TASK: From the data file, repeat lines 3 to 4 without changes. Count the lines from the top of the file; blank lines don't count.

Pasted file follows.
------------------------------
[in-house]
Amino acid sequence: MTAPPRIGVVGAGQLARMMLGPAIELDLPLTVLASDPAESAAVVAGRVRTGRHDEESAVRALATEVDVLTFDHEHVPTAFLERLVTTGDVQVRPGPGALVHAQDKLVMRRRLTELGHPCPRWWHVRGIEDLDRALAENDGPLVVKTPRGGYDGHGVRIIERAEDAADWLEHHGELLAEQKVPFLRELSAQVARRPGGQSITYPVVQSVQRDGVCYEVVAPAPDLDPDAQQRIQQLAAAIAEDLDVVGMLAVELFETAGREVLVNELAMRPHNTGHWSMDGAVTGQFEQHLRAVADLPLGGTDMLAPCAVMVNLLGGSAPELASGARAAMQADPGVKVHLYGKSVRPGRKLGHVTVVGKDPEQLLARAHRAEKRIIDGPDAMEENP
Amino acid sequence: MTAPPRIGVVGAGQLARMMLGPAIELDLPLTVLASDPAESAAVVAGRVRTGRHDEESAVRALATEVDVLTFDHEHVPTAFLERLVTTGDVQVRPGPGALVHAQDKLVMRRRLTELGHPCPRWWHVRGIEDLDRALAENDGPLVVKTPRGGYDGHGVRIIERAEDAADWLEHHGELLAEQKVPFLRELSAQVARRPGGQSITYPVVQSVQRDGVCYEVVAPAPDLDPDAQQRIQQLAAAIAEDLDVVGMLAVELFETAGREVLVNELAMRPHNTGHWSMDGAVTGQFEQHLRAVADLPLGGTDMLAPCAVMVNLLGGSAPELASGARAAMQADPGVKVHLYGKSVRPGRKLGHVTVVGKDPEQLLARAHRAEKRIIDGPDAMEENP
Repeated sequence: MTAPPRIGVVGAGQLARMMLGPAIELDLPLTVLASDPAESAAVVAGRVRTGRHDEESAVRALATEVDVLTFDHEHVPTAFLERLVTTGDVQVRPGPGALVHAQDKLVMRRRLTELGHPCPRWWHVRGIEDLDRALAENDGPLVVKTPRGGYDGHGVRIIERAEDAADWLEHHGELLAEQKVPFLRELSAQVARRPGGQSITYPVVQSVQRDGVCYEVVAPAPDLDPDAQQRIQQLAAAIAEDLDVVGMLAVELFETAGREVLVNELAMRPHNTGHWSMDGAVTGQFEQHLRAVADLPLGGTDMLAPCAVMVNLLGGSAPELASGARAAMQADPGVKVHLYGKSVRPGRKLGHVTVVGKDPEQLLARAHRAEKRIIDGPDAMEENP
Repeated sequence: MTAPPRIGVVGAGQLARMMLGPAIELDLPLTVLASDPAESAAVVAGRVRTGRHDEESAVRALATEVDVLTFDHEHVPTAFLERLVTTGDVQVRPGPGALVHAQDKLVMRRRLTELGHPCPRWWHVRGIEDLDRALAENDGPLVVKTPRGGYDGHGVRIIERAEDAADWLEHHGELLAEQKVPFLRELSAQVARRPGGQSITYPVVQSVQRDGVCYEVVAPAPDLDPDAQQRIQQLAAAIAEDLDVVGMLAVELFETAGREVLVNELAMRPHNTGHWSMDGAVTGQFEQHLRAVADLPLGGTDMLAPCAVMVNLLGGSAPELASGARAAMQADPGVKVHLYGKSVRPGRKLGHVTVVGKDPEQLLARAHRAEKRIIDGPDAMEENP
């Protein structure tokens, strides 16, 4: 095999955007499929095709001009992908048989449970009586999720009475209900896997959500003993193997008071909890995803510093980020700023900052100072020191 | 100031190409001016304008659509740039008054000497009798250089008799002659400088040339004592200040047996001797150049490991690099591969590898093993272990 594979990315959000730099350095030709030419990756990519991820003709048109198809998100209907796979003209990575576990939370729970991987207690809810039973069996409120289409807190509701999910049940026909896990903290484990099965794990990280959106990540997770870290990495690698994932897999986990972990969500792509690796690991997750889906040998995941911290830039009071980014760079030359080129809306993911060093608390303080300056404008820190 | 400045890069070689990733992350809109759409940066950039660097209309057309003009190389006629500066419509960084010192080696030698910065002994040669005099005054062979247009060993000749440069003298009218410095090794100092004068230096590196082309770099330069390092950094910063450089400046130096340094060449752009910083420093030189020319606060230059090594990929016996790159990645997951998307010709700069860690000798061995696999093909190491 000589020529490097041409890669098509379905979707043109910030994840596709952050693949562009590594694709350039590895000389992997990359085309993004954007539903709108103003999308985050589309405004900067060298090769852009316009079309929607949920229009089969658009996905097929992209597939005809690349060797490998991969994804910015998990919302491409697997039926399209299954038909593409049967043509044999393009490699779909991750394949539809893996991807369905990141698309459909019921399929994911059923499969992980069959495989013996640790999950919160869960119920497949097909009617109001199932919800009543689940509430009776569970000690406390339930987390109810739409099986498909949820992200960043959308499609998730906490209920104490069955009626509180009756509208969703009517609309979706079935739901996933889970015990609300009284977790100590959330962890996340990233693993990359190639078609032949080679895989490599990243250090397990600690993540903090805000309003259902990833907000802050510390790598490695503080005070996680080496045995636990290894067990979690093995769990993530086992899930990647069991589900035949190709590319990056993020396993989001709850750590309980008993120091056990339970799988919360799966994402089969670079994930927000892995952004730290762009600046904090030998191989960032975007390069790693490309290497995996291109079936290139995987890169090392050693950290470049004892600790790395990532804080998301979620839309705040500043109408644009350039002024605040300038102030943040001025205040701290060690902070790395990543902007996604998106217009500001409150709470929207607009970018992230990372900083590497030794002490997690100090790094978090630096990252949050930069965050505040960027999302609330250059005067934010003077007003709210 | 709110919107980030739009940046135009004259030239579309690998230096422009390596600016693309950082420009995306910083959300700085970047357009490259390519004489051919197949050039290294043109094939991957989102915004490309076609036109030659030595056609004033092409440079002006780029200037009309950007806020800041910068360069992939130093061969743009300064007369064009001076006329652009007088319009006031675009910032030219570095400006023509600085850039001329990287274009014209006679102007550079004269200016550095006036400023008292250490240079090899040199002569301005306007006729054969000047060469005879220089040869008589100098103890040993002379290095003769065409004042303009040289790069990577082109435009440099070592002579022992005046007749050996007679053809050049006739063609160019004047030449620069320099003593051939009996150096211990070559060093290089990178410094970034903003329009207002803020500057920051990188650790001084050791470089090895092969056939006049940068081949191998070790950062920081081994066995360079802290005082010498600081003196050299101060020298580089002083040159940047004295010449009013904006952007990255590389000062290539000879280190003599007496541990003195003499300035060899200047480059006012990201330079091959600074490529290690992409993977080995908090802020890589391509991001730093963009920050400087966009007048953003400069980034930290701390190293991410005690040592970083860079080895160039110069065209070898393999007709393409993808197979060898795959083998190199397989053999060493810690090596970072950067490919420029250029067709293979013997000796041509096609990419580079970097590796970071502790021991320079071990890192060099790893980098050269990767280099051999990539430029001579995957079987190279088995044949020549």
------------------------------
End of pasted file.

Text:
Amino acid sequence: MTAPPRIGVVGAGQLARMMLGPAIELDLPLTVLASDPAESAAVVAGRVRTGRHDEESAVRALATEVDVLTFDHEHVPTAFLERLVTTGDVQVRPGPGALVHAQDKLVMRRRLTELGHPCPRWWHVRGIEDLDRALAENDGPLVVKTPRGGYDGHGVRIIERAEDAADWLEHHGELLAEQKVPFLRELSAQVARRPGGQSITYPVVQSVQRDGVCYEVVAPAPDLDPDAQQRIQQLAAAIAEDLDVVGMLAVELFETAGREVLVNELAMRPHNTGHWSMDGAVTGQFEQHLRAVADLPLGGTDMLAPCAVMVNLLGGSAPELASGARAAMQADPGVKVHLYGKSVRPGRKLGHVTVVGKDPEQLLARAHRAEKRIIDGPDAMEENP
Repeated sequence: MTAPPRIGVVGAGQLARMMLGPAIELDLPLTVLASDPAESAAVVAGRVRTGRHDEESAVRALATEVDVLTFDHEHVPTAFLERLVTTGDVQVRPGPGALVHAQDKLVMRRRLTELGHPCPRWWHVRGIEDLDRALAENDGPLVVKTPRGGYDGHGVRIIERAEDAADWLEHHGELLAEQKVPFLRELSAQVARRPGGQSITYPVVQSVQRDGVCYEVVAPAPDLDPDAQQRIQQLAAAIAEDLDVVGMLAVELFETAGREVLVNELAMRPHNTGHWSMDGAVTGQFEQHLRAVADLPLGGTDMLAPCAVMVNLLGGSAPELASGARAAMQADPGVKVHLYGKSVRPGRKLGHVTVVGKDPEQLLARAHRAEKRIIDGPDAMEENP